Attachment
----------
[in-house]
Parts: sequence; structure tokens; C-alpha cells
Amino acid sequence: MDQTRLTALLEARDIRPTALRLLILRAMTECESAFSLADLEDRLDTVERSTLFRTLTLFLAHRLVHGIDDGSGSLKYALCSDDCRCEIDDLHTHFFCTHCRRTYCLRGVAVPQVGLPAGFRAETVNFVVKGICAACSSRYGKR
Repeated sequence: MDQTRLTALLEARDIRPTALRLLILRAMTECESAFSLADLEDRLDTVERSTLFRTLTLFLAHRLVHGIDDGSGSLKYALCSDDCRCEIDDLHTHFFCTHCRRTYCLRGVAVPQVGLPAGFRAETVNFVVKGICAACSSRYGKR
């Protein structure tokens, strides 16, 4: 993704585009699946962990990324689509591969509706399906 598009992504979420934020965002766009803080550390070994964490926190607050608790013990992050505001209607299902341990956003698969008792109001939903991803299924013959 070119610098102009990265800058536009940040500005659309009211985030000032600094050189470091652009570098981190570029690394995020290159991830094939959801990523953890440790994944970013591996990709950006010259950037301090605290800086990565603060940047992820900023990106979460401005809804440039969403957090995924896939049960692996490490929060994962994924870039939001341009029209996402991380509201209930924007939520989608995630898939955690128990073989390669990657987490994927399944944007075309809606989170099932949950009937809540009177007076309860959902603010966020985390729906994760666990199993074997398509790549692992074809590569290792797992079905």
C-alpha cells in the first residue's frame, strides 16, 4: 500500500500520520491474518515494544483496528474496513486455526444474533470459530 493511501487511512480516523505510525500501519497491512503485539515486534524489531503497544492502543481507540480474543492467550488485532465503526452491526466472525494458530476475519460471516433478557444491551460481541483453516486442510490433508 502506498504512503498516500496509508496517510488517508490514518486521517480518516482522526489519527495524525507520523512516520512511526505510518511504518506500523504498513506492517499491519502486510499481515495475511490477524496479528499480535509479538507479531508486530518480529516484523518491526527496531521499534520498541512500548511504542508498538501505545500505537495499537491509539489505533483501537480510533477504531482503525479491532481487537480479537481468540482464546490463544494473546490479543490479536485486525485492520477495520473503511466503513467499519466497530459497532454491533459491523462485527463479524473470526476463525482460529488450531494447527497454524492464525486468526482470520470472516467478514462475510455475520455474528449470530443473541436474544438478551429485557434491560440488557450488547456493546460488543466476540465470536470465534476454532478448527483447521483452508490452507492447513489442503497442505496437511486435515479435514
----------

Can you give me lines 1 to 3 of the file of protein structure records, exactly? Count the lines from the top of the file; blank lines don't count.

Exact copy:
[in-house]
Parts: sequence; structure tokens; C-alpha cells
Amino acid sequence: MDQTRLTALLEARDIRPTALRLLILRAMTECESAFSLADLEDRLDTVERSTLFRTLTLFLAHRLVHGIDDGSGSLKYALCSDDCRCEIDDLHTHFFCTHCRRTYCLRGVAVPQVGLPAGFRAETVNFVVKGICAACSSRYGKR